This genre of music is bound to make you dance!
We had to brush up on our knowledge of African countries while exploring the genre and oh boy, was it worth it!
It was such a serendipitous experience to get introduced to a country because of their music. We are sure you will cherish this connection too! So, let’s talk about what Kuduro is and where it is from.
Kuduro or kuduru is both, a type of music and dance which originates from Angola in the 1980s. It looks like this:
Kuduro has characteristic music which is very lively, energetic and upbeat. It makes you dance, needless to say. The catch is there is a kuduro dance form too and it’s pretty rad! The name of the dance refers to an unusual movement ( as you can see above) in which the dancers seem to have hard buttocks (“Cu Duro” in Angolan Portuguese). This makes it a very distinct dance form.
Angola is the seventh largest country in Southern Africa. The capital and largest city of Angola is Luanda. Angola was inhabited ever since the paleolithic era but what’s interesting is that, the modern country was influenced by Portuguese colonisation and hence, most of it’s culture represents theirs. As a result, Kuduro music mostly has Portuguese lyrics.
Origin Of Kuduro
Kuduro can be traced back to Luanda, Angola in the late 1980s. Initially, producers sampled traditional carnival music from the Caribbean, and laid it around a 4/4 beat. In the 19th century, European settlers slowly began to establish themselves in the the country and with time, European and American electronic music had begun appearing in the market. This attracted the angolan musicians to publicize their own rich genres of music.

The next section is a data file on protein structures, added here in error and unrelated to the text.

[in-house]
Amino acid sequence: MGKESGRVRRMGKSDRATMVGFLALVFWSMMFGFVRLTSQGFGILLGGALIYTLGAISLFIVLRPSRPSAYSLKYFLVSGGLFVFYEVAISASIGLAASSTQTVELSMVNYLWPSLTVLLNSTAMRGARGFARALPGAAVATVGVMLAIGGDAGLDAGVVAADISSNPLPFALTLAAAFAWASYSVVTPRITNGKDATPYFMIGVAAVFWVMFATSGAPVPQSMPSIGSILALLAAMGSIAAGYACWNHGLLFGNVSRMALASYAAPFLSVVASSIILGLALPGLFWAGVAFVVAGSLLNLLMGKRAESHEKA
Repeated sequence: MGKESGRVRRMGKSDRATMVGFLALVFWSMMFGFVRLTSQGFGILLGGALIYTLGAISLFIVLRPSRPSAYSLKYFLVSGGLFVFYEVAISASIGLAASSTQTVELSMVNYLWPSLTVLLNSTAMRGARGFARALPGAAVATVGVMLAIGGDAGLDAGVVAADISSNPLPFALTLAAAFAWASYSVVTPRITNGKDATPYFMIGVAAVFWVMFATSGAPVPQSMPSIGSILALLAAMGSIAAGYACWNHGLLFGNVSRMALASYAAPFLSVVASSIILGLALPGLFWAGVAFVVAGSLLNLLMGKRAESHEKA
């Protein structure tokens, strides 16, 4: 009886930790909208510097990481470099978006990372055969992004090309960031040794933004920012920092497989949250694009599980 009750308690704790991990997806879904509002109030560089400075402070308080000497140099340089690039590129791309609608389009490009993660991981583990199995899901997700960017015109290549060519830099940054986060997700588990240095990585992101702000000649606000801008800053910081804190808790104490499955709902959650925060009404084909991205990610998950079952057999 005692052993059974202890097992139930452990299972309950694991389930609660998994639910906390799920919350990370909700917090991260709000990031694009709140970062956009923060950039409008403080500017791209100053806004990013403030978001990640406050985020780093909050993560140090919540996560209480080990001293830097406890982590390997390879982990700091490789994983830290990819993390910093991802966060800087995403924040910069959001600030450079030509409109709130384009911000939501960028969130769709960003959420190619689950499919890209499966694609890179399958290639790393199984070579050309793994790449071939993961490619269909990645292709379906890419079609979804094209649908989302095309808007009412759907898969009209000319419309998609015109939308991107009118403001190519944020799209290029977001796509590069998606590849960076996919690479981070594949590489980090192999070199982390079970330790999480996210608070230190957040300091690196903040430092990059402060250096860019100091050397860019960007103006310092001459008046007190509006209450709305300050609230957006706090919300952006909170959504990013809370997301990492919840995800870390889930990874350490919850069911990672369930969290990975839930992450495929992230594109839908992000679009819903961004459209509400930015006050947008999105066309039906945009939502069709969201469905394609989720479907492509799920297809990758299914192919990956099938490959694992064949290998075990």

History and Present
The history of kuduro in the times of civil war of Angola and it provided a means of coping with the loss and separation for the younger generations. With immigration, kuduro has since traveled past border to places like Lisbon and Portugal. This music further got incorporation of Western European electronic music, and gave rise to progressive kuduro. Popularised by the Buraka Som Sistema, kuduro dance performance videos finds inquisitive audience on YouTube.
M.I.A’s involvement with genre has further intensified its popularity. M.I.A supported kuduro music, working on the song “Sound of Kuduro” with Buraka Som Sistema in Angola. The music video documents the music and dancing style from Angola and popularises the beats of kuduro.
I Love Kuduro Music Festival
There is a large travelling festival dedicated to the Kuduro genre of music, dance and lifestyle. This gathering of thousands of people was created by Angolan artist Coréon Dú in 2011. Events have been premiered in places such as Showcase Club in Paris and Arena Club in Berlin under the name Kuduro Sessions. A mix of the songs of many artists who performed at the Kuduro Sessions is a must listen for anyone who wants to groove to the music.
The event has happened annually in Luanda, with various events in cities such as Paris, Amsterdam, Stockholm, Rio de Janeiro, New York and Washington DC. A recent event at the 2014 TechnoParade in Paris, as the Os Kuduristas focused mainly on bringing Kuduro to fans around the world.
Maybe you can attend the next I Love Kuduro Festival!